dd if=/dev/zero of=/srv/xen/centos6.img oflag=direct bs=1M seek=3800 count=1

2. Preparing the Xen configuration file for installation

Xen uses one configuration file per VM. We will start out with a config to do the install and replace it later with a config for normal operation. Now we download the install kernel, ramdisk and xen config file.

wget http://mirror.centos.org/centos/6/os/x86_64/isolinux/vmlinuz -O /boot/vmlinuz-xen6-install
wget http://mirror.centos.org/centos/6/os/x86_64/isolinux/initrd.img -O /boot/initrd-xen6-install
wget http://www.grantmcwilliams.com/files/xen-centos6-x86_64-install -O /etc/xen/centos6

  

 

3. Starting the installation

A kickstart file holds instructions for automatic installation and is referenced in my xen config above. My example kickstart file is very minimal but is enough to get a working CentOS 6 VM.

 

Note: I lost my original xen config files so I've created new ones here. I no longer have a xen system so I can't test them. Please let me know if the tutorial still works or not - Grant

Introduction

A lot of this tutorial was stolen from my CentOS 5 Installation which in turn was stolen from the CentOS wiki. I've shortened and updated it for installing a CentOS 6 DomU. I just copy and paste all the indented lines into a root terminal and voila! a CentOS VM.

1. Creating an Virtual Disk Image

The first step is to create an disk image that will act as the VM hard drive. The following command will create a 4 GB sparse disk image named /srv/xen/centos6.img. A sparse file is created in such a way that the disk image doesn't actually take up the whole 4GB until you fill it up. If you'd like a larger (11GB) disk image substitute seek=10240 into the following line. I make my VMs nice and small so I can move them around easier. Making a disk image larger or adding a second drive later is easier than making it smaller or taking a drive away.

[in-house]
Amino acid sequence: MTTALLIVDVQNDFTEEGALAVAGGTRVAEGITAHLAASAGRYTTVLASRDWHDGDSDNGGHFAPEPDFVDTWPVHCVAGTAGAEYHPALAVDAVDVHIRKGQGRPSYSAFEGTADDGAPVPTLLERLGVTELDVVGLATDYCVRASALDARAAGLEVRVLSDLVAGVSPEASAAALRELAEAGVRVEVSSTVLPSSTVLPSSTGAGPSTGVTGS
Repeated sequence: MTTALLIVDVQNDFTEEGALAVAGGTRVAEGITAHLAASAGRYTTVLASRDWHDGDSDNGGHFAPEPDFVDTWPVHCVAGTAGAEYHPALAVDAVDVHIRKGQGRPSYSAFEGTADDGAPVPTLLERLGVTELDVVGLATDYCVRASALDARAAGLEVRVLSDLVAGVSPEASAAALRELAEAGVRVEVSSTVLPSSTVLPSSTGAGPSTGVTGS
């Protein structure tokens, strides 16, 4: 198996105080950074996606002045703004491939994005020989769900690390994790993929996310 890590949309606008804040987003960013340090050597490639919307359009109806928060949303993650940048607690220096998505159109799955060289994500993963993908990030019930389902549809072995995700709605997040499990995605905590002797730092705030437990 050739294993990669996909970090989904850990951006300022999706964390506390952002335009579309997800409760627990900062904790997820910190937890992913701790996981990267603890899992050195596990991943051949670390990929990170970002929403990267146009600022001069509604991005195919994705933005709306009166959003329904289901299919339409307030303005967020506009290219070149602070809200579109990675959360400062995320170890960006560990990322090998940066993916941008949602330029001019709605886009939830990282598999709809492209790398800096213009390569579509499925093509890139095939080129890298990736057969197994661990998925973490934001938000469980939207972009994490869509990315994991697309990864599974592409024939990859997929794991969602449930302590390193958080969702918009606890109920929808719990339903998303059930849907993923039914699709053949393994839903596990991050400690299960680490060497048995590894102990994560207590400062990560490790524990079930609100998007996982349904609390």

dd if=/dev/zero of=/srv/xen/centos6.img oflag=direct bs=1M seek=3800 count=1

2. Preparing the Xen configuration file for installation

Xen uses one configuration file per VM. We will start out with a config to do the install and replace it later with a config for normal operation. Now we download the install kernel, ramdisk and xen config file.

wget http://mirror.centos.org/centos/6/os/i386/isolinux/vmlinuz -O /boot/vmlinuz-xen6-install
wget http://mirror.centos.org/centos/6/os/i386/isolinux/initrd.img -O /boot/initrd-xen6-install
wget http://www.grantmcwilliams.com/files/xen-centos6-i386-install -O /etc/xen/centos6

 

 

 

3. Starting the installation

A kickstart file holds instructions for automatic installation and is referenced in my xen config above. My example kickstart file is very minimal but is enough to get a working CentOS 6 VM.